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He was a perfect master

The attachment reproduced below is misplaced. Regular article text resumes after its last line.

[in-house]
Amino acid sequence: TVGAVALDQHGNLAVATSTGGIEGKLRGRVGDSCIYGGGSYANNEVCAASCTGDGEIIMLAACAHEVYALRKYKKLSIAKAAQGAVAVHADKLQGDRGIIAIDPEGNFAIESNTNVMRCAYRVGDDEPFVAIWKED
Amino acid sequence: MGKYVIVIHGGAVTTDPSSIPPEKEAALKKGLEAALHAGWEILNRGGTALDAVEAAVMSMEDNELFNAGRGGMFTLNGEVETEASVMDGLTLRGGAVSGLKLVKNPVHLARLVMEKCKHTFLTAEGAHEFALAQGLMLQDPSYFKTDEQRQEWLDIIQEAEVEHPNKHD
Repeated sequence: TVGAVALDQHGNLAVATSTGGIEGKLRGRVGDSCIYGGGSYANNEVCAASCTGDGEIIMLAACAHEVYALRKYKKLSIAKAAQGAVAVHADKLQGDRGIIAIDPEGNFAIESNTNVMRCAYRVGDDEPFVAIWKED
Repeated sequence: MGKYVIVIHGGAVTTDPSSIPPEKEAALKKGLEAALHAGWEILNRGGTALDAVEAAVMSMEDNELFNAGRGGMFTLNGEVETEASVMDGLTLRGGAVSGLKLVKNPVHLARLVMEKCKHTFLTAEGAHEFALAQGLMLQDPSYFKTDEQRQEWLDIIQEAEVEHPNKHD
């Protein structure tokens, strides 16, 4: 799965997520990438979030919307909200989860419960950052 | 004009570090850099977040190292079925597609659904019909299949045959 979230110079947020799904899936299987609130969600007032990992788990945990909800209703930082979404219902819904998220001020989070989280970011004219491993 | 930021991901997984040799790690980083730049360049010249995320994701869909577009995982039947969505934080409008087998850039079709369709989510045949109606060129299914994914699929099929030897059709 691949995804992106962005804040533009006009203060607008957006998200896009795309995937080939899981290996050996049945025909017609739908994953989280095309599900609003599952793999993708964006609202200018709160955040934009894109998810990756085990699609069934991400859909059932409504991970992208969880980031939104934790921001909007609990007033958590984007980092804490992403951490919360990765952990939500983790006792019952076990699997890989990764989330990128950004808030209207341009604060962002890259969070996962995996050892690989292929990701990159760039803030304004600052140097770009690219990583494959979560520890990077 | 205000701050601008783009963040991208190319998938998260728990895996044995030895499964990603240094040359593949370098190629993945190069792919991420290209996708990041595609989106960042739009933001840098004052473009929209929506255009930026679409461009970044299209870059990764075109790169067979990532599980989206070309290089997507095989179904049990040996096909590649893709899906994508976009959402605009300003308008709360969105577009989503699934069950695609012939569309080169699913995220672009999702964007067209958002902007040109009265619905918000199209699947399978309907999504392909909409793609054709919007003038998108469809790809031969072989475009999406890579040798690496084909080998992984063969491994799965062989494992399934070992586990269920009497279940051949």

Mr Abraham Adams was an excellent scholar. He was a perfect master of the Greek and Latin languages; to which he added a great share of knowledge in the Oriental tongues; and could read and translate French, Italian, and Spanish. He had applied many years to the most severe study, and had treasured up a fund of learning rarely to be met with in a university. He was, besides, a man of good sense, good parts, and good nature; but was at the same time as entirely ignorant of the ways of this world as an infant just entered into it could possibly be. As he had never any intention to deceive, so he never suspected such a design in others. He was generous, friendly, and brave to an excess; but simplicity was his characteristick: he did, no more than Mr Colley Cibber, apprehend any such passions as malice and envy to exist in mankind; which was indeed less remarkable in a country parson than in a gentleman who hath passed his life behind the scenes, — a place which hath been seldom thought the school of innocence, and where a very little observation would have [link=http://www.c altrout.net/]gucci belts sale[/link] convinced the great apologist that those passions have a real existence in the human mind. His virtue, and his other qualifications, as they rendered him equal to his office, so they made him an agreeable and valuable companion, and had so much endeared and well recommended him to a bishop, that at the [link=http://www.c altrout.net/]gucci belts for men[/link] age of fifty he was provided with a handsome income of twenty-three pounds a year; which, however, he could not make any great figure with, because he lived in a dear country, and was a little encumbered with a wife and six children. It was this gentleman, who having, as I have said, observed the singular devotion of young Andrews, had found means to question him concerning several particulars; as, how many books there were in the New Testament? which were they? how many chapters they contained? and such like: to all which, Mr Adams privately said, he answered much better than Sir Thomas, or two other neighbouring justices of the peace could probably have done. Mr Adams was wonderfully solicitous to know at what time, and by what opportunity, the youth became acquainted with these matters: Joey told him that he had very early learnt to read and write by the goodness of his father, who, though he had not interest [link=http://www.c altrout.net/]gucci belts for women[/link] enough to get him into a charity school, because a cousin of his father’s landlord did not vote on the right side for a churchwarden in a borough town, yet had been himself at the expense of sixpence a week for his learning. He told him likewise, that ever since he was in Sir Thomas’s family he had employed all his hours of leisure in reading good books; that he had read the Bible, the Whole Duty of Man, and Thomas a Kempis; and that as often as he could, without being perceived, he had studied a great good book which lay open in the hall window, where he had read, “as how the devil carried away half a church in sermon-time, without hurting one of the congregation; and as how a field of corn ran away down a hill with all the trees upon it, and covered another man’s meadow.” This sufficiently assured Mr Adams that the good book meant could be no other than Baker’s Chronicle.  (Sep 17, 2013 | post #1)